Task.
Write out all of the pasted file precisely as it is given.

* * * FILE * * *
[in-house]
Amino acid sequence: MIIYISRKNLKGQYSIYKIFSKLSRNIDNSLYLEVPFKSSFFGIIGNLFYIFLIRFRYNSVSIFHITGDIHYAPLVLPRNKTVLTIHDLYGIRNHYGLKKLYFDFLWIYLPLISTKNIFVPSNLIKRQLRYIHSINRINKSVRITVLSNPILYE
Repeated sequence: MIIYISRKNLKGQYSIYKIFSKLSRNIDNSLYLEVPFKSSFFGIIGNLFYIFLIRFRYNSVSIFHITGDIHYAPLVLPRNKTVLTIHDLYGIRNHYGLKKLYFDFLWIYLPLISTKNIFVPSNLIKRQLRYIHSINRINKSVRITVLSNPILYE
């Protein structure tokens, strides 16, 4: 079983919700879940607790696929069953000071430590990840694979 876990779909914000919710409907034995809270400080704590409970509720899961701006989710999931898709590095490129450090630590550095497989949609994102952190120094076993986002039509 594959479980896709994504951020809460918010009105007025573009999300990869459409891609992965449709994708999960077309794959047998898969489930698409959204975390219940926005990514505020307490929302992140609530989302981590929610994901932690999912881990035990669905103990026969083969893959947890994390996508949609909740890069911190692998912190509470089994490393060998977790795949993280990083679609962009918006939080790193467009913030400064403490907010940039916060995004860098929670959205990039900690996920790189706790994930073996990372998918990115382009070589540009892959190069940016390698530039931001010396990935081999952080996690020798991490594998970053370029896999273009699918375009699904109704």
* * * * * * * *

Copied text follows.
[in-house]
Amino acid sequence: MIIYISRKNLKGQYSIYKIFSKLSRNIDNSLYLEVPFKSSFFGIIGNLFYIFLIRFRYNSVSIFHITGDIHYAPLVLPRNKTVLTIHDLYGIRNHYGLKKLYFDFLWIYLPLISTKNIFVPSNLIKRQLRYIHSINRINKSVRITVLSNPILYE
Repeated sequence: MIIYISRKNLKGQYSIYKIFSKLSRNIDNSLYLEVPFKSSFFGIIGNLFYIFLIRFRYNSVSIFHITGDIHYAPLVLPRNKTVLTIHDLYGIRNHYGLKKLYFDFLWIYLPLISTKNIFVPSNLIKRQLRYIHSINRINKSVRITVLSNPILYE
């Protein structure tokens, strides 16, 4: 079983919700879940607790696929069953000071430590990840694979 876990779909914000919710409907034995809270400080704590409970509720899961701006989710999931898709590095490129450090630590550095497989949609994102952190120094076993986002039509 594959479980896709994504951020809460918010009105007025573009999300990869459409891609992965449709994708999960077309794959047998898969489930698409959204975390219940926005990514505020307490929302992140609530989302981590929610994901932690999912881990035990669905103990026969083969893959947890994390996508949609909740890069911190692998912190509470089994490393060998977790795949993280990083679609962009918006939080790193467009913030400064403490907010940039916060995004860098929670959205990039900690996920790189706790994930073996990372998918990115382009070589540009892959190069940016390698530039931001010396990935081999952080996690020798991490594998970053370029896999273009699918375009699904109704």